Having communicated his philosophy to his young and vibrant squad, Michels transformed Ajax from relegation candidates to serial champions, three Dutch titles arriving in his first three seasons as Cruyff, Keizer, Hulshoff and co cut a swathe through the competition. After missing out on the 1968/69 Eredivisie title Michels made a handful of new signings, Neeskens arriving at the club in 1970 along with Arie Haan and German sweeper Horst Blankenburg. Ajax, masters of the nominal 4-3-3 formation in which they played, were now ready to conquer Europe.
With the tireless Neeskens providing the relentless pressing from the midfield that the team could be said to have lacked in the early years of Michels’ tenure, Ajax were able to play an extremely high defensive line and squeeze yet further the already limited space that the opposition had at their disposal. The term “Total Football” may not have yet formally come into existence, but by the 1970/71 season the system was very much in place.
Indeed, 1971 was to bring Ajax its first European Cup, Panathinaikos being defeated 2-0 at Wembley in the final in what would be Michels’ last game in charge of the club with which he had been associated since boyhood. The manager’s departure for Barcelona, despite some worrying that Ajax could lose their momentum, actually saw the team go on to reach its peak under the leadership of Stefan Kovacs, a change at the top perhaps being what was needed after Michels had embedded his philosophy.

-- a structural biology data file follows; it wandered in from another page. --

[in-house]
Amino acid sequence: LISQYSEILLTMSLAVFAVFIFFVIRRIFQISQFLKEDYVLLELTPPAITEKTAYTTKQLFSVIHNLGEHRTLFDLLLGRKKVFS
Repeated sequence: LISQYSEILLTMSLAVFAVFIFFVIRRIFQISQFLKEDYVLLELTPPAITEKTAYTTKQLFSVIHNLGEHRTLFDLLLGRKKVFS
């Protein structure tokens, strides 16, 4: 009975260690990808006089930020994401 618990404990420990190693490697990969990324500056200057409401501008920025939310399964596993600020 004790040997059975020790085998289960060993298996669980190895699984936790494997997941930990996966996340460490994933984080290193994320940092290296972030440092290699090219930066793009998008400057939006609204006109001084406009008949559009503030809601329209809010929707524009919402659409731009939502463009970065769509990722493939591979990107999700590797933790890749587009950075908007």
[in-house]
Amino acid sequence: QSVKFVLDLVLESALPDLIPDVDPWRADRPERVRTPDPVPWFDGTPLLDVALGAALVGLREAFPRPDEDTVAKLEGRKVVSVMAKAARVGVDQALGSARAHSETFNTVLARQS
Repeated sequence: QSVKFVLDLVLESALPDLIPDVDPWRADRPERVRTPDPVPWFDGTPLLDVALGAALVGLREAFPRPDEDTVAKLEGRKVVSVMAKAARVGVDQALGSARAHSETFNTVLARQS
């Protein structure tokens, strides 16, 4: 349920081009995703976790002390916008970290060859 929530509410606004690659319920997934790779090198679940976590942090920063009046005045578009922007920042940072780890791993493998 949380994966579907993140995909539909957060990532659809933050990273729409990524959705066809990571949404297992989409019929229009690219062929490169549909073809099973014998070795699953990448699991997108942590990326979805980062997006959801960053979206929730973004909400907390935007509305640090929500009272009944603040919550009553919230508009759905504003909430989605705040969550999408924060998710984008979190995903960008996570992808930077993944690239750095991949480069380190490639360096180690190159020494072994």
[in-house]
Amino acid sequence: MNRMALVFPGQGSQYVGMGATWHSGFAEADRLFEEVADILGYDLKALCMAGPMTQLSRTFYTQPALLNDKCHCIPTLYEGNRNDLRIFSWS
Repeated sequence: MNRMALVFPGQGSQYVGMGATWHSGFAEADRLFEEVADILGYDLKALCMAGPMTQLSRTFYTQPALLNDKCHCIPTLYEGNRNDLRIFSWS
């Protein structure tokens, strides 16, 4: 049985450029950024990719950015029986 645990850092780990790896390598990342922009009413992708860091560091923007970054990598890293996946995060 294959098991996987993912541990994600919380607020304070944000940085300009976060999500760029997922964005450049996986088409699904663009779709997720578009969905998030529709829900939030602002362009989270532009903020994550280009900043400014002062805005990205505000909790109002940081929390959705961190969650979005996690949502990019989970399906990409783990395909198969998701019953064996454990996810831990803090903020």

Indeed, the 1971/72 and 1972/73 campaigns would be the most memorable in Ajax’s history, consecutive league and European Cup doubles arriving as the Dutch masters underlined their greatness. Cruyff’s defining moment came in the 1972 final against Internazionale, his two goals winning the game which is often thought of as the greatest exhibition of Total Football there ever was. A year later it was Juventus who were defeated by the most finely-tuned team in Europe, Jonny Rep (who had arrived at the club in 1971) scoring the only goal of the game as Ajax won its third consecutive European Cup.
A collectivist ethos and community spirit had been one of the defining features of the Ajax method throughout the 1960s and 70s, but by the time Kovacs left in 1973 the edifice was showing signs of crumbling. George Knobel had been installed as the club’s new manager following the ’73 success and had held a vote (much in keeping with the ‘Ajax way’) on who should be club captain. In a narrow decision Cruyff was replaced by Piet Keizer, a development which the great number fourteen took particularly badly.
Angered at his team-mates’ actions, Cruyff promptly left to join Michels at Barcelona, the spirit of Total Football moving with him from Amsterdam to Catalonia. Ajax would continue to flourish domestically, but the club would never again exercise the same continental dominance as it had during the early 1970s. Total Football would live on in the Dutch national team until the end of the decade, defeat to Argentina in the 1978 World Cup final eventually bringing the curtain down on an era of previously unprecedented aesthetic and tactical innovation on the football field.
We may never again see a team as philosophically and mechanically refined as the Ajax of the 1970s, but their influence lives on today in the football of Pep Guardiola’s Barcelona and, perhaps to a lesser extent, the Spanish national team. To tell the story of Total Football is to tell one of timely innovation and conscious excellence, of fluency and near-mathematical expression. Most of all, however, it is a narrative of beauty and success, a narrative that never quite received the glorious ending its richness deserved.
Love of beauty is Taste. Creation of beauty is Art.
[i] That isn’t, of course, to say that West Germany played a particularly unattractive brand of football.